As we wound down our Port Hope walkabout, Nancy and I popped into the Art Gallery of Northumberland shop on Queen St, and found these beautifully crafted works of art….20170713_131201 20170713_131207 20170713_131215 20170713_131336We enjoyed a quick late lunch at Jim’s Pizza but we were both too hungry to even think about a photo so we just gobbled it all up. But we both recommend Jim’s for a great Italian nosh! www.jimsporthope.ca

In between rain showers, we made it down to the lakefront beach…er, where’s the beach? Due to high water levels, the beach, the kid’s playground and picnic area were all complete submerged. Yikes!

One last drive thru town….20170713_131704….then off to visit Primitive Designs, a very strange, wonderful and fantastic series of barns, tents and outbuildings devoted to exotic imports. Located a little N.E. of town, you cannot miss this place – you’re greeted by a Transformer and a herd of huge metallic dinosaurs – yep, talk about eye-catching.20170713_151850 20170713_151655 20170713_151725Thank goodness this happy little Buddha watched over us as we left the car park…I was gettin’ scared!20170713_151810You gotta go visit in person to truly appreciate the weird, wild, wackiness of this place.  www.primitivedesignscanada.com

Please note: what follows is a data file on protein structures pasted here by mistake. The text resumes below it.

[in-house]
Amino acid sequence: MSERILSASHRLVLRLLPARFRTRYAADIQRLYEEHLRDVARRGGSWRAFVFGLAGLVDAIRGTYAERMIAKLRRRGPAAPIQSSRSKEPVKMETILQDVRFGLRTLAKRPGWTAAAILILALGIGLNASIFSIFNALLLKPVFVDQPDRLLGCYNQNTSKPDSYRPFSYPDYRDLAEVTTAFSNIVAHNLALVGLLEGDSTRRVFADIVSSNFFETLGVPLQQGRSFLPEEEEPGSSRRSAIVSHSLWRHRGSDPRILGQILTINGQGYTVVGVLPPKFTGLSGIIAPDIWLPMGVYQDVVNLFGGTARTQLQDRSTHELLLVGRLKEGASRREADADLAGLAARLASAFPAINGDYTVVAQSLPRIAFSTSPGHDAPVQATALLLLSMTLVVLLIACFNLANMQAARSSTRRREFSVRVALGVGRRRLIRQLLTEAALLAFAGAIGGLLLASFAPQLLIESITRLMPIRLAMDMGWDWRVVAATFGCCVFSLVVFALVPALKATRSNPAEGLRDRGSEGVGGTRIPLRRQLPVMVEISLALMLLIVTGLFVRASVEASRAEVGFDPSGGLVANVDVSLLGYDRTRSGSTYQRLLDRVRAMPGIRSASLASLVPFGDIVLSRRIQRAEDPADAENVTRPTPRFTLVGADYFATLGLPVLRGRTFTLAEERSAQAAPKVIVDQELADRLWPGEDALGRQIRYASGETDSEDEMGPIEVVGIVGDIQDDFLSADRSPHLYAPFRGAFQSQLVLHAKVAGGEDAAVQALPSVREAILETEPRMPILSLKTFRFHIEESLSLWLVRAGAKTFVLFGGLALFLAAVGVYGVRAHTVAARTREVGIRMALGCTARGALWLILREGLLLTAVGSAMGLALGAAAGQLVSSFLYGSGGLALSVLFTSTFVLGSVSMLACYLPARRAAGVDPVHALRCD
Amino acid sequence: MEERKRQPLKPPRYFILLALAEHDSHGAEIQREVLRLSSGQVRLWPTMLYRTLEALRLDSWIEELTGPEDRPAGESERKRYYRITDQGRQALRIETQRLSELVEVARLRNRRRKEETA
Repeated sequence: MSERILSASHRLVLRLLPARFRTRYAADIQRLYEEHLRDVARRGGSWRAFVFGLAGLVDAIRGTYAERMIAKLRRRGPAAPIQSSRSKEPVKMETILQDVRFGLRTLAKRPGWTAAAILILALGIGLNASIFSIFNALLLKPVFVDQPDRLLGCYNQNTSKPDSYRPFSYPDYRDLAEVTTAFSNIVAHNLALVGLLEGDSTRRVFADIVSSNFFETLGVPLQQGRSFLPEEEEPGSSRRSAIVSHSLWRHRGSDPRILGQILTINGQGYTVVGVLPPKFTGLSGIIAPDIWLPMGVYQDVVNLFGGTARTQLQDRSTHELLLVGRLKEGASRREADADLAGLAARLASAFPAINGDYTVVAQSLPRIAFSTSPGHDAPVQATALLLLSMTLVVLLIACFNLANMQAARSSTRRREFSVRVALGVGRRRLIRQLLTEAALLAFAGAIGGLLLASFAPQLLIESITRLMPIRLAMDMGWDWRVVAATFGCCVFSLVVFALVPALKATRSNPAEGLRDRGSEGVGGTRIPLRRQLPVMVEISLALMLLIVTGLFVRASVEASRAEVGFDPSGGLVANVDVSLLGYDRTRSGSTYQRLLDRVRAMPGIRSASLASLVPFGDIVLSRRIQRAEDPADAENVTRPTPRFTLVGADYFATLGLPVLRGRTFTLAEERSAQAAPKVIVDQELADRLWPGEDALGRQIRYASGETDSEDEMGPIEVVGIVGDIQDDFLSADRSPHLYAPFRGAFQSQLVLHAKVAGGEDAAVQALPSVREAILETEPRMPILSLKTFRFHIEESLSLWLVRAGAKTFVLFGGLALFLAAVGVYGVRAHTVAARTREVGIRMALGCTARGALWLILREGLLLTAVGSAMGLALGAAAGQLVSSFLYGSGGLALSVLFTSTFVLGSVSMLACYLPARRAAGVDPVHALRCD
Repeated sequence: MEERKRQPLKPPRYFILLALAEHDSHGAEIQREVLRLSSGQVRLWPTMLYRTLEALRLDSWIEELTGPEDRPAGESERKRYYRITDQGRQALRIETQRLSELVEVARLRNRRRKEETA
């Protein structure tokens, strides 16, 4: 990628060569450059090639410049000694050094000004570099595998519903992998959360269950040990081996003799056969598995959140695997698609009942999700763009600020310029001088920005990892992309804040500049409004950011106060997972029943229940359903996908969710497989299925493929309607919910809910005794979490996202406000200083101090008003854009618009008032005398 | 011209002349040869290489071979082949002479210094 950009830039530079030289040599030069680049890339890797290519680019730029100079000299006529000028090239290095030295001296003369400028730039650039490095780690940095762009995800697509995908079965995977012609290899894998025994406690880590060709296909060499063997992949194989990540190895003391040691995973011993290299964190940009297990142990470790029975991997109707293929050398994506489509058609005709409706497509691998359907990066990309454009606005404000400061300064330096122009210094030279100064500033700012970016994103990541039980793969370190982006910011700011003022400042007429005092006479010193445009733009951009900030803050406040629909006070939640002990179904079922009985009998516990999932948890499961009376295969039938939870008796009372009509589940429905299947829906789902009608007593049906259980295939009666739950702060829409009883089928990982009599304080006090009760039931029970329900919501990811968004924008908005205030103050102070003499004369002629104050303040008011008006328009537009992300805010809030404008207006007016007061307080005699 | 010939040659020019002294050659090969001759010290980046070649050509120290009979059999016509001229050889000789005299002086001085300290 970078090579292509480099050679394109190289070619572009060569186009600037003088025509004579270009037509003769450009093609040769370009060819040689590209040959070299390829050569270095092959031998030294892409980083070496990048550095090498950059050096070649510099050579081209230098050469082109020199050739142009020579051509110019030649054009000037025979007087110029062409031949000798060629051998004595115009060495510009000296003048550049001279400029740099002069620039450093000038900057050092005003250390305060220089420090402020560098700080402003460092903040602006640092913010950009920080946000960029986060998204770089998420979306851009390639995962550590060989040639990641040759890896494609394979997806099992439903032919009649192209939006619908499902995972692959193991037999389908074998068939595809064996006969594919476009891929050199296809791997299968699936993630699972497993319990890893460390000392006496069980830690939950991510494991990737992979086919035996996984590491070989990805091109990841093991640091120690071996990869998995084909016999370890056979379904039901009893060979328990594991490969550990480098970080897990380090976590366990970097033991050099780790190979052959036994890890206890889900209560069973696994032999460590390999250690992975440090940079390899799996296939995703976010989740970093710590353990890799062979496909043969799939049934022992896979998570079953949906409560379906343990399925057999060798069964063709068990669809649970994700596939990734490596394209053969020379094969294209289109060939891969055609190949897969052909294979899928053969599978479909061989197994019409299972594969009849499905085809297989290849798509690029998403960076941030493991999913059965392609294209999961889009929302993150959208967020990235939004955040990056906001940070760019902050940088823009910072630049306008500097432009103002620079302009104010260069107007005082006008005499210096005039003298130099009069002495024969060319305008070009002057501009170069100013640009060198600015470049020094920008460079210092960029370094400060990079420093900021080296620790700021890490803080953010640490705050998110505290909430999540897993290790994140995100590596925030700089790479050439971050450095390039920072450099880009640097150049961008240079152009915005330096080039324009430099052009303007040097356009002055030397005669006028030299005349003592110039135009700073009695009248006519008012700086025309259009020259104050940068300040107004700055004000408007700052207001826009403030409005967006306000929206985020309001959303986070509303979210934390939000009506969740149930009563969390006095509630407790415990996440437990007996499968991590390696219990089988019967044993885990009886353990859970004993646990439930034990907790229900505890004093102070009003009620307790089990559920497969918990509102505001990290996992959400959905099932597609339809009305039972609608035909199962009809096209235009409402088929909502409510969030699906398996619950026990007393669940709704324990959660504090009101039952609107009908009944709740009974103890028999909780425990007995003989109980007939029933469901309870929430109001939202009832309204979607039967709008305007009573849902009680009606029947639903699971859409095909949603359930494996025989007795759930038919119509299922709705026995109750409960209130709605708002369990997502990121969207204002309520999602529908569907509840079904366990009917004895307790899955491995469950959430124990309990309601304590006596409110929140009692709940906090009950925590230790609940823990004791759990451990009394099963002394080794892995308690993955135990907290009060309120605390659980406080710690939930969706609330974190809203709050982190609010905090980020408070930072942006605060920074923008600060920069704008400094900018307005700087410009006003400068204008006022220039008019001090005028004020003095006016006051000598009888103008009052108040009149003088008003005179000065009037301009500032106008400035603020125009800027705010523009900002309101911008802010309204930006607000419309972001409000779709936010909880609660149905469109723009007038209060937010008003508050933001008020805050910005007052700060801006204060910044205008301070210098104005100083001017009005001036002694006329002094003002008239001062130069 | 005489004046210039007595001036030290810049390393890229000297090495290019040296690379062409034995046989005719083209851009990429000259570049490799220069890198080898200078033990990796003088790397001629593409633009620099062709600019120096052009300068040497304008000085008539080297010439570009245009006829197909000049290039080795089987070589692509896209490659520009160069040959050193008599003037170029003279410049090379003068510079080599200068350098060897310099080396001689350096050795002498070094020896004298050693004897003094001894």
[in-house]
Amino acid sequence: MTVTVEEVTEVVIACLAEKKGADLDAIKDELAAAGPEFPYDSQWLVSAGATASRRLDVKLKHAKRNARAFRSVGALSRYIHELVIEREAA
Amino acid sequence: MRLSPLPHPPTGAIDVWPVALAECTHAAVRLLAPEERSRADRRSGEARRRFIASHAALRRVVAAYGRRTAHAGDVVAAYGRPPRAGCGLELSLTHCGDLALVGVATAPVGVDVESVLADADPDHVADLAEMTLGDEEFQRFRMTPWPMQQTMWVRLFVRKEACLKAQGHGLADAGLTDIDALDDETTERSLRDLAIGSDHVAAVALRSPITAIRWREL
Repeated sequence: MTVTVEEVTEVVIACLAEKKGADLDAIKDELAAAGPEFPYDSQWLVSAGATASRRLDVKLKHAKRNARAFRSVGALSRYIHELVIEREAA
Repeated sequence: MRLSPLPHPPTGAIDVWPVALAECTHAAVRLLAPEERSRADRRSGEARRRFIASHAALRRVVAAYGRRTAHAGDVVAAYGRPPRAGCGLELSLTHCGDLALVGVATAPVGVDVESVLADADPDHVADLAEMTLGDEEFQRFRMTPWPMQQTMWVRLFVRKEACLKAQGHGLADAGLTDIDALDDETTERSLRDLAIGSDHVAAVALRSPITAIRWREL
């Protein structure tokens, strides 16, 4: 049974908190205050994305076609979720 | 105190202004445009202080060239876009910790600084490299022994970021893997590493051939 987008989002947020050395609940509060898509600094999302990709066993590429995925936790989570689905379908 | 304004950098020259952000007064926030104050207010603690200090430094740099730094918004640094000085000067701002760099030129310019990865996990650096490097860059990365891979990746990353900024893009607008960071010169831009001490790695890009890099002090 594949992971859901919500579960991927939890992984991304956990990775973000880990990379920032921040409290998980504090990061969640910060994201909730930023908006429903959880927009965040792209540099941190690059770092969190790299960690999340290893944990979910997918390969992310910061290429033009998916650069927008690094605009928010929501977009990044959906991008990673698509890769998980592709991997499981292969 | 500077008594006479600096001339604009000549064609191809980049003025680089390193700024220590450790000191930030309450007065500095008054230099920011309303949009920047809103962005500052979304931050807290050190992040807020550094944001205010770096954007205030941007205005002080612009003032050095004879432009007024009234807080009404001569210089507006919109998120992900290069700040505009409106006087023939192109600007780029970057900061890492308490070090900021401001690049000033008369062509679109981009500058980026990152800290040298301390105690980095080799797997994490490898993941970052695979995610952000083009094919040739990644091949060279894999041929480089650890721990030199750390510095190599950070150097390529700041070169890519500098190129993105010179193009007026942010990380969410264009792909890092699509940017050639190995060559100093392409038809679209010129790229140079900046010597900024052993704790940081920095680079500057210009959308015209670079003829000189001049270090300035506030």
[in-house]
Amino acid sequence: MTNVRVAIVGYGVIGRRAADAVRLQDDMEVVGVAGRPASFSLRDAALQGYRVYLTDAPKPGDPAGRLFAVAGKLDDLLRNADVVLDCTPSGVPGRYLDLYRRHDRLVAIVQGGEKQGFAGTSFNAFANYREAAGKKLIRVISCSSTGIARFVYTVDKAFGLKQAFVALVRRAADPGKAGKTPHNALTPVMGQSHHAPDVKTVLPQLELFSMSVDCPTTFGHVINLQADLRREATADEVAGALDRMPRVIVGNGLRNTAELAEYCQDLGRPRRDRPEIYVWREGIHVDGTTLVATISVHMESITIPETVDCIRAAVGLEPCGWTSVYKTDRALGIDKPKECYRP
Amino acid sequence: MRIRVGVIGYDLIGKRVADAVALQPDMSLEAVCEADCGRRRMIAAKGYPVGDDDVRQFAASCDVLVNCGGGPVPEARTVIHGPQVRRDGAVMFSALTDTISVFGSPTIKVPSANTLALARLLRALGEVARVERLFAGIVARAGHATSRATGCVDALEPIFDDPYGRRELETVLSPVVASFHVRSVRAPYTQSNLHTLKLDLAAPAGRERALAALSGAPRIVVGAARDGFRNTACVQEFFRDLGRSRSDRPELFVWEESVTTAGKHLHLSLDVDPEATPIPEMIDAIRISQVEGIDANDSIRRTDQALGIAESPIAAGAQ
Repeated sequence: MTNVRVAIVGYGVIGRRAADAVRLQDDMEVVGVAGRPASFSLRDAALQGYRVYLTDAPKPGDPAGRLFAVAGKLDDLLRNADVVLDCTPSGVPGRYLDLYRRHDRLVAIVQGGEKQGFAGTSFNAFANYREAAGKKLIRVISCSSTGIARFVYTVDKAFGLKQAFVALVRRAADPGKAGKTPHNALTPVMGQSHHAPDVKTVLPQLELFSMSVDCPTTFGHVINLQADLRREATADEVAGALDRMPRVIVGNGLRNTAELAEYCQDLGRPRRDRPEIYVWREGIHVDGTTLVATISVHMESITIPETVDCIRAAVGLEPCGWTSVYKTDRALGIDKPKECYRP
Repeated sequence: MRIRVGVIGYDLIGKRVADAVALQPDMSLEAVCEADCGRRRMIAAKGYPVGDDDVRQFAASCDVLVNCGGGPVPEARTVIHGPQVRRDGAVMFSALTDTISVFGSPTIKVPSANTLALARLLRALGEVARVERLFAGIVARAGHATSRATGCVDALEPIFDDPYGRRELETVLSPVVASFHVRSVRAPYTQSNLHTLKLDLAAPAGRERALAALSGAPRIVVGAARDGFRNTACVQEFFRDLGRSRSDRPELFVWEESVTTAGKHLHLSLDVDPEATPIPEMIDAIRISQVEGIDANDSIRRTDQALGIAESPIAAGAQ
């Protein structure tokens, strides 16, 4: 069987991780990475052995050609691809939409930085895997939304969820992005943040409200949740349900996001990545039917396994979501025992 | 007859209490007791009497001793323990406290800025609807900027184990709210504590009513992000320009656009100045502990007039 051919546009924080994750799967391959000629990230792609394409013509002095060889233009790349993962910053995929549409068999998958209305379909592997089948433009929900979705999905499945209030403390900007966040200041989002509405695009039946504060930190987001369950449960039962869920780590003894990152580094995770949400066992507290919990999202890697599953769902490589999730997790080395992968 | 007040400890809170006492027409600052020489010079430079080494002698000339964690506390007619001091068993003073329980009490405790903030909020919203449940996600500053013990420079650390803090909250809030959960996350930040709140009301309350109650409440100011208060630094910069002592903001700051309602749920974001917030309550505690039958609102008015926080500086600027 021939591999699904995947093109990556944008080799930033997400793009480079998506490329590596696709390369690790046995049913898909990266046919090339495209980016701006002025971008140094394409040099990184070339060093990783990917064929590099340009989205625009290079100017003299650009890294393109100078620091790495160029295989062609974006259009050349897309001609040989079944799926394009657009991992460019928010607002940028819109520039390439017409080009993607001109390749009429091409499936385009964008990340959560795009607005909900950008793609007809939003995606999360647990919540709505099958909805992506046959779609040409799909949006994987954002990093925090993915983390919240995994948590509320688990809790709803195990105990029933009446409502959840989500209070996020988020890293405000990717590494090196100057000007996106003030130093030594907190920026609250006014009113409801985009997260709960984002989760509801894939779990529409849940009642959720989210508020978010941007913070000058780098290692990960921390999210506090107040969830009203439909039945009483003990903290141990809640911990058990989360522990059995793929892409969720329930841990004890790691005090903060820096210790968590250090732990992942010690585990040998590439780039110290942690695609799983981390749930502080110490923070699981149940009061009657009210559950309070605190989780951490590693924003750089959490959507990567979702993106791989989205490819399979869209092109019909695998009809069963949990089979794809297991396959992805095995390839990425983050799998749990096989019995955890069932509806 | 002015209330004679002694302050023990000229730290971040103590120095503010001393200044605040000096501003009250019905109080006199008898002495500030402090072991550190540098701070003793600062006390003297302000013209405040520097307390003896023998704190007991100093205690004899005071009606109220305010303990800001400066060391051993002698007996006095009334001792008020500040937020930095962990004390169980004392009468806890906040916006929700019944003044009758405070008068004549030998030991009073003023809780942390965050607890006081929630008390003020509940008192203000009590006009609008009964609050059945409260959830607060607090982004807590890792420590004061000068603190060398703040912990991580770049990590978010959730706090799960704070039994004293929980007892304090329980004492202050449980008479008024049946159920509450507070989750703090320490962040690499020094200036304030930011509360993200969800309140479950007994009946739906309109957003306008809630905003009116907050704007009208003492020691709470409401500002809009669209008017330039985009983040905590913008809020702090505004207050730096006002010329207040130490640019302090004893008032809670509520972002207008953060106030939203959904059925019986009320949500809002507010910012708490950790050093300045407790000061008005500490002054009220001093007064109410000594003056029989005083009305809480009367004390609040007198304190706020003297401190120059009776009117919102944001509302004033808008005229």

So there we are, another trip to Port Hope done and dusted! If you would like to learn more about this friendly small town that offers big entertainment, sports, shopping and dining, you can visit their tourism office for more information and directions:  www.visitporthope.ca  and tell them Glenda sent you!

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URBAN GALLERY CELEBRATES CANADA150 WITH STUNNING GROUP SHOW “O CANADA”

Yesterday, URBAN GALLERY (400 Queen St East, Toronto) opened the doors to officially launch their summer group show O CANADA (runs until July 29), featuring 17 Canadian artists with diverse cultural backgrounds and artistic styles whose individual visions of Canada celebrate the country’s 150th anniversary. Come take a virtual walk with me thru the gallery….